Easy now, before I hear all the ‘been there, done that’, I’m not talking about Ricky.
The prolific Dover striker might be up for grabs this summer, but if we’re wanting to take a new centre forward who was once scoring for fun but has recently struggled, why not go for John Akinde instead? Ricky Miller is yesterday’s news, just like arguing with Chris Kinnear, Jack Muldoon’s future and how best to attract fans to an empty Sincil Bank.
The Miller I will argue for us signing is Tom Miller, a former Imp and perhaps a step back in time for some, but still a player I believe could do a job for us. He’s just been released by Carlisle after three seasons, a move met by surprise within their fan base.
Gutted you are going. Bad decision. Good luck for the future. 👍
— Anne-Marie Green (@Paddockgirlie) May 7, 2018
David Holdsworth was the Imps manager who something he liked in Newport’s Tom Miller. It might have been the gigantic throw he had, meaning anything in line with the 18-yard area was as good as a corner. Certainly when he first joined that was the element to his repertoire that fans first noted.
I think David Holdsworth saw more in young Tom though. After coming through the ranks at Norwich City he earned himself a move to Glasgow Rangers, but injury robbed him of a chance to make an impression. He wound up in the Blue Square Premier desperately looking for a route back. After thirty-odd outings for Newport he was on the move, and he arrived at a club in turmoil. The Imps, it is fair to say, were on their arse. Knocked out of the FA Trophy in humiliating fashion by Carshalton, in danger of back to back relegations and now a playing squad cobbled together as best as we could manage.
Miller’s City debut came on March 24th, 2012. It was a significant date as a protest took place outside the dressing room area. Fans clamoured for the dismissal of ‘Reg’, the removal of the board, anything they felt was dragging their club down. The atmosphere was vitriolic, hateful and unsettling.
The opponents were ironically Newport County, the side that had already beaten us 1-0 a couple of months before. Miller started the game alongside such illustrious names as Peter Bore, Mark McCammon, Jake Sheridan and Jefferson Louis. It is fair to say his debut came at an ultimate low for the club, separated from the fan base, struggling to buy a goal and falling towards a trapdoor we would struggle to recover from.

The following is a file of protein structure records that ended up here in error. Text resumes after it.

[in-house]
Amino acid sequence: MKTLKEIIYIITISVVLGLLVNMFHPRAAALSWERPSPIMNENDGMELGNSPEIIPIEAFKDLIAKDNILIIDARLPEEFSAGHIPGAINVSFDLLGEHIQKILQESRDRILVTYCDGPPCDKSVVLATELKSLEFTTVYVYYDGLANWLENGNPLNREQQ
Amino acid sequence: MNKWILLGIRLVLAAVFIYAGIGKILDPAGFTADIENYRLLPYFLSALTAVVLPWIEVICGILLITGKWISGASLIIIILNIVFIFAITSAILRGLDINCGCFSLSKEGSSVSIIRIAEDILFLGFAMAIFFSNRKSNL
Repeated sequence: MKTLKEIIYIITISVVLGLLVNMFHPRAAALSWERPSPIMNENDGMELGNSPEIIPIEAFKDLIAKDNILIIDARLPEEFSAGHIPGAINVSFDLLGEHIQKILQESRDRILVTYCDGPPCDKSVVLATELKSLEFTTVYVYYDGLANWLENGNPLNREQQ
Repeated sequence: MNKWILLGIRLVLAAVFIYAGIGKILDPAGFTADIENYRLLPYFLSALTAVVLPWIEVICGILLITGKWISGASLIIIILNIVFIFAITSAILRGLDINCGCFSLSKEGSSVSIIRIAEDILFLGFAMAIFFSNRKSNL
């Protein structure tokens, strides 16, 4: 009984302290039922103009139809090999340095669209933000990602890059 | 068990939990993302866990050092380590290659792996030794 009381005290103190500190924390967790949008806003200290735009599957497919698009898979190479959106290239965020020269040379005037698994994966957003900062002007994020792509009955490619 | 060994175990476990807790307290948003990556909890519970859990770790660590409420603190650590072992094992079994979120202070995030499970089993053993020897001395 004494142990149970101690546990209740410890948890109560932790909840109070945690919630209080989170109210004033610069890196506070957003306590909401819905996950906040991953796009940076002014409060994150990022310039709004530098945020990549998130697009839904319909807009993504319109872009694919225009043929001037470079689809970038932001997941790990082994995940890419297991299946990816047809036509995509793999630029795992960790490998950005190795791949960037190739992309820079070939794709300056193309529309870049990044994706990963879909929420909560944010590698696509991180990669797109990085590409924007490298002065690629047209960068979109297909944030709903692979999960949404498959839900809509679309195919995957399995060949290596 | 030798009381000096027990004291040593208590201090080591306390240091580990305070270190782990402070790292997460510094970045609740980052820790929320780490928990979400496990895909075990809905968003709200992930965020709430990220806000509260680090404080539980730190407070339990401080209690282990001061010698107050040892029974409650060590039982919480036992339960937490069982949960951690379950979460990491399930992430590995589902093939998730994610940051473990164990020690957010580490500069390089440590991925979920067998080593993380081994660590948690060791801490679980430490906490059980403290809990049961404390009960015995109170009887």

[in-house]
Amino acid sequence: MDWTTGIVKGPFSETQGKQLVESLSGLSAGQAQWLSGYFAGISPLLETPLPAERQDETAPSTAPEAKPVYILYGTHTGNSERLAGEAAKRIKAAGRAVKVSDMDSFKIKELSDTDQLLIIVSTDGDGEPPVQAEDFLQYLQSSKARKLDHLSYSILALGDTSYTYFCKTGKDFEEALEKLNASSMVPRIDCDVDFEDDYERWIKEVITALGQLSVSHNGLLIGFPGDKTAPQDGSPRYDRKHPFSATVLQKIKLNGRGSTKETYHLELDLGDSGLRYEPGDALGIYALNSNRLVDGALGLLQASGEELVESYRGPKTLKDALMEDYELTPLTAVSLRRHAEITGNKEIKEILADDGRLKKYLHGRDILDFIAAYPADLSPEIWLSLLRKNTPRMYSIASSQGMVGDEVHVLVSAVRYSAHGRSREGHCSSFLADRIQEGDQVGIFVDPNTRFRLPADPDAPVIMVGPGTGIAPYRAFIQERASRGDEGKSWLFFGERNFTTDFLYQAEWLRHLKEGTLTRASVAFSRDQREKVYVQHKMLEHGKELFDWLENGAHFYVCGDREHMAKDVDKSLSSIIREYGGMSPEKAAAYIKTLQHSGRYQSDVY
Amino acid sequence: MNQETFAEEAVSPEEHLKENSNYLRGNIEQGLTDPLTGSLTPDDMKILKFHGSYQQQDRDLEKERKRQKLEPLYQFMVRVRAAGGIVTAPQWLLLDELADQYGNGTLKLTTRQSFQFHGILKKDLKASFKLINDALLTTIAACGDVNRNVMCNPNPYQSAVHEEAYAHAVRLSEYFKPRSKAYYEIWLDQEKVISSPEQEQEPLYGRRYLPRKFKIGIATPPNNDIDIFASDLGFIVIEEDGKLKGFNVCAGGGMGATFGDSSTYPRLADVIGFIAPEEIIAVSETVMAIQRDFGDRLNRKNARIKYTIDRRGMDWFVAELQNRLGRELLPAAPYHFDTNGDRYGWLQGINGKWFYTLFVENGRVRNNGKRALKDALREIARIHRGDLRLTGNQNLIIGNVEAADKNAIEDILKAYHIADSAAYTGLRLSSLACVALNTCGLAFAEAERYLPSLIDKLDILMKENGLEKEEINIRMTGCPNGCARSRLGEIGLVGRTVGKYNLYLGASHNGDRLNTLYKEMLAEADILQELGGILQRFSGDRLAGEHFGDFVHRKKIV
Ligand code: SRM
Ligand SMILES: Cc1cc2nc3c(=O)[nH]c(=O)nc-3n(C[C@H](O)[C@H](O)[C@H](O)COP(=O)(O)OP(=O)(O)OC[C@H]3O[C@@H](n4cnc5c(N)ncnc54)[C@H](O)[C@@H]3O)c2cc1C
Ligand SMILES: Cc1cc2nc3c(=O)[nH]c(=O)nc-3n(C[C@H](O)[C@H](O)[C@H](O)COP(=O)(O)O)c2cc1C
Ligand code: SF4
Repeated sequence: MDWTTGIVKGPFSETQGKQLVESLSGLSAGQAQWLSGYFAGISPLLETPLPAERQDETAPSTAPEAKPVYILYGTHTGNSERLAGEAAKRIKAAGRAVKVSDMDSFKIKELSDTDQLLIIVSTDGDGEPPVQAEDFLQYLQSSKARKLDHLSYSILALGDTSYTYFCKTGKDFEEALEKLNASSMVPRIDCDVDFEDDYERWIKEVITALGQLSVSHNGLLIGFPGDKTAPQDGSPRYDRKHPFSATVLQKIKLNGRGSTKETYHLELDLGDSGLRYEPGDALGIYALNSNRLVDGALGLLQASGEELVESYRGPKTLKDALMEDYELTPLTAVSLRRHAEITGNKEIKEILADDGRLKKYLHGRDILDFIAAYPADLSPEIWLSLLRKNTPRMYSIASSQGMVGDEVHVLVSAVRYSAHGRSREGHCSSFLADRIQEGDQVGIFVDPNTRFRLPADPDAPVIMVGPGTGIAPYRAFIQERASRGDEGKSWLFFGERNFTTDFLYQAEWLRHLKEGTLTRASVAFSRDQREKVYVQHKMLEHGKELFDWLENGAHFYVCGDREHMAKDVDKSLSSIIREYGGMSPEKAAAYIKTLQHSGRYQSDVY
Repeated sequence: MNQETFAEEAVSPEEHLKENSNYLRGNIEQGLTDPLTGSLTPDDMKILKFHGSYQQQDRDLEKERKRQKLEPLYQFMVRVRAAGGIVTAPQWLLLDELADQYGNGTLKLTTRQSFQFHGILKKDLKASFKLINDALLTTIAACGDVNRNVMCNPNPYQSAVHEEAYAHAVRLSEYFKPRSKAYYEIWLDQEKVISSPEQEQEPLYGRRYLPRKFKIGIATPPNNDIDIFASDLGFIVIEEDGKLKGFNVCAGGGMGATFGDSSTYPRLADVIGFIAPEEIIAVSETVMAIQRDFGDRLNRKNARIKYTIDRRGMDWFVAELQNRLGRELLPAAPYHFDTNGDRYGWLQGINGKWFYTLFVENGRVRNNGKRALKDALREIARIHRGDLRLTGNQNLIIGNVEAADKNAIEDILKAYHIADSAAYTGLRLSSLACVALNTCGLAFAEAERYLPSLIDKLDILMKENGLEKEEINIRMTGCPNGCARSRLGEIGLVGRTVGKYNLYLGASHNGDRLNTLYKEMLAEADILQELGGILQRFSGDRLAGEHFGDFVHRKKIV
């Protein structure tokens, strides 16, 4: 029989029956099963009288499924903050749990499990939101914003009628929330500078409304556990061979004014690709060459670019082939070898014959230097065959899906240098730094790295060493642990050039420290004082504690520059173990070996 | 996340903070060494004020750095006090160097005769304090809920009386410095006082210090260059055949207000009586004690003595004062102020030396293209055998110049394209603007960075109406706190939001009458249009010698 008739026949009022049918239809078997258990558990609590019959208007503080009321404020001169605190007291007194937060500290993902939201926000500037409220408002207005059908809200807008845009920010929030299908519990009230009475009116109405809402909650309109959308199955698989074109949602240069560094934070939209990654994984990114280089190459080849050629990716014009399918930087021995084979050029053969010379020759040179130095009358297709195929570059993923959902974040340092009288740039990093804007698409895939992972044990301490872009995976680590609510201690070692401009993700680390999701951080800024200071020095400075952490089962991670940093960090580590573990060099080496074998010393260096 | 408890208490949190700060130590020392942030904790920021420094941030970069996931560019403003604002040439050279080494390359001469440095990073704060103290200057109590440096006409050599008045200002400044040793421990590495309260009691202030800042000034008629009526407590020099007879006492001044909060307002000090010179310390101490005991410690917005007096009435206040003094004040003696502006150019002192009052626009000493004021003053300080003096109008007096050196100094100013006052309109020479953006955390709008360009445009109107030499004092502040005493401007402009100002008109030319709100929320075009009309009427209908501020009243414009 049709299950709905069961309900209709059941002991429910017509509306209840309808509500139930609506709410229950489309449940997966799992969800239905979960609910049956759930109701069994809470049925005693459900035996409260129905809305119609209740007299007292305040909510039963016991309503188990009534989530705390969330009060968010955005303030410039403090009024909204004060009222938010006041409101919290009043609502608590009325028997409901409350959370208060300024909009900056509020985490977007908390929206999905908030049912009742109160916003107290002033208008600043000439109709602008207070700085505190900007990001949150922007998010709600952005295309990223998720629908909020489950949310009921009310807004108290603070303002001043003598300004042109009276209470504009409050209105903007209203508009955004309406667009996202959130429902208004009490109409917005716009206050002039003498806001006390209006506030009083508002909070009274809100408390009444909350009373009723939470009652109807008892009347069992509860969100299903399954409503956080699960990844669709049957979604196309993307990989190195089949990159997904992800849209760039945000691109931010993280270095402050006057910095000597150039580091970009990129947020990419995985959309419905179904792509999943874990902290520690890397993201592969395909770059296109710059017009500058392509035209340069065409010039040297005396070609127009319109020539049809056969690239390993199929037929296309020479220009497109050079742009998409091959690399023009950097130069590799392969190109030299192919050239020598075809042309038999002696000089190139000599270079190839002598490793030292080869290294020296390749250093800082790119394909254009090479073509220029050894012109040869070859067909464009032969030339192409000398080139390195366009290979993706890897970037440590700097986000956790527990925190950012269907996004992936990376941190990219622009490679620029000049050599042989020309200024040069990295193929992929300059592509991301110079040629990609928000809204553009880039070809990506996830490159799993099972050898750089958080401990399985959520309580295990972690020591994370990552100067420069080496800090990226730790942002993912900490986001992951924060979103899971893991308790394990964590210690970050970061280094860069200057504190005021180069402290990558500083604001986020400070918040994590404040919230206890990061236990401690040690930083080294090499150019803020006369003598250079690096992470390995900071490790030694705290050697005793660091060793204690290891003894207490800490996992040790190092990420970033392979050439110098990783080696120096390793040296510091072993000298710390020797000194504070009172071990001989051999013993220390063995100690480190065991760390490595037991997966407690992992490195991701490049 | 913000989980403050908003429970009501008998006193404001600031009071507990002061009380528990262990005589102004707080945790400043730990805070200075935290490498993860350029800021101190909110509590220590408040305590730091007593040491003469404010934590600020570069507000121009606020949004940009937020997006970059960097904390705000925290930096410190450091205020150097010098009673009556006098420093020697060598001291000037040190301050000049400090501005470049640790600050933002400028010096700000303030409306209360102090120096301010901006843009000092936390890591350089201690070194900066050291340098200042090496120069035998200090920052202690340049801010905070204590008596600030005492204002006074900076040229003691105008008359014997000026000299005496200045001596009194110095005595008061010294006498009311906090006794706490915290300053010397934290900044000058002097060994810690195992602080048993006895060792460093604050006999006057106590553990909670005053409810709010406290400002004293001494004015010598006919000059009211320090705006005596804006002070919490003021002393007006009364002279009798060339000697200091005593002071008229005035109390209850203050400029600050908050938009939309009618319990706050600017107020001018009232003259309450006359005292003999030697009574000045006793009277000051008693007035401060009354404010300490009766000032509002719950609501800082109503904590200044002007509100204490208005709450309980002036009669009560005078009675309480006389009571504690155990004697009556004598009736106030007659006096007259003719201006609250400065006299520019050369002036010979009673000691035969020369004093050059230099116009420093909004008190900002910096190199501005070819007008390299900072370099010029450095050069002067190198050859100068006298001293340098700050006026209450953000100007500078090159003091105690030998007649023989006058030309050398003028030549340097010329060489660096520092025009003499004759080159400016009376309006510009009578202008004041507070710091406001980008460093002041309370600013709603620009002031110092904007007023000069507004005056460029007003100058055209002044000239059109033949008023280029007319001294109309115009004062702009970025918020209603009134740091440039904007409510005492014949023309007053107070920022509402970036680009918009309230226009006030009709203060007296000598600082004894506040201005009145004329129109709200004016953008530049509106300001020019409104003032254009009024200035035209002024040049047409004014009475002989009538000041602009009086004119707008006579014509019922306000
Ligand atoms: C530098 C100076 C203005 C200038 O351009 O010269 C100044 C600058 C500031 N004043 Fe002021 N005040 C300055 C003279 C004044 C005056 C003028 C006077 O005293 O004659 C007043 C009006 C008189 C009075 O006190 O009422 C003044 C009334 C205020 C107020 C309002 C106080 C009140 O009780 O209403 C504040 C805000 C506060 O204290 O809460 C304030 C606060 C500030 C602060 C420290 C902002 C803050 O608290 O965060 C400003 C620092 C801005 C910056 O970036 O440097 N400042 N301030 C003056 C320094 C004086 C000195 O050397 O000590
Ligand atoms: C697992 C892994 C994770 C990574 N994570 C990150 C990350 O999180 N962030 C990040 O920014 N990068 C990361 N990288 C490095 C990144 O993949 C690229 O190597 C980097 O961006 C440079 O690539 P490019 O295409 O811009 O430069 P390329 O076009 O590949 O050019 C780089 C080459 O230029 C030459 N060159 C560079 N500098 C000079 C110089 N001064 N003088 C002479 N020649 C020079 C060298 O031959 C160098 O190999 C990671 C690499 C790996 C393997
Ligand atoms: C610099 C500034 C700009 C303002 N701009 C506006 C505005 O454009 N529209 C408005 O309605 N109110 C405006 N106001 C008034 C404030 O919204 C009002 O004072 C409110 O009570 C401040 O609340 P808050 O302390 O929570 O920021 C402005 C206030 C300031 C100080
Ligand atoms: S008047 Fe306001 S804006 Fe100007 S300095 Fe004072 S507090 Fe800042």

Miller didn’t score, but John Nutter and Mark McCammon did as we won 2-0. Miller played in the centre of defence with Nutter and right-back and Paul Robson on the left, and for once we looked balanced. Before that game we’d lost three on the bounce, including a terrible 2-1 defeat at Bath City. We had kept just two clean sheets in 13 games, one of which came against Carshalton. It wasn’t a classic side and it wasn’t easy for a player to stand out, but Miller did help steady the defence. He was mainly noticed for his long throw, but also for the way he handled himself against his former team mates.
— Danny (@cufcdanny) May 7, 2018
Three days later we played Hayes and Yeading, and City won again making survival a real possibility. Jefferson Louis gave us a 1-0 lead on 68 minutes before Pele of all people drew Hayes level. We were in the relegation battle with them and a win would be beyond crucial. Just three minutes after the equaliser, Tom Miller grabbed the winning goal. Two victories from two outings, and City were on the road to recovery.
Those two wins were pivotal in the history of the Imps. Had we lost those games relegation would have been highly likely, and from there we would have struggled to come back. David Holdsworth lost his job the following season, and Gary Simpson came in. He started to put together a squad of players we actually owned, restoring the team togetherness. I firmly believe those few days in March 2012 were the turning point, albeit a long and slow turning point, and Tom Miller played a crucial role in that.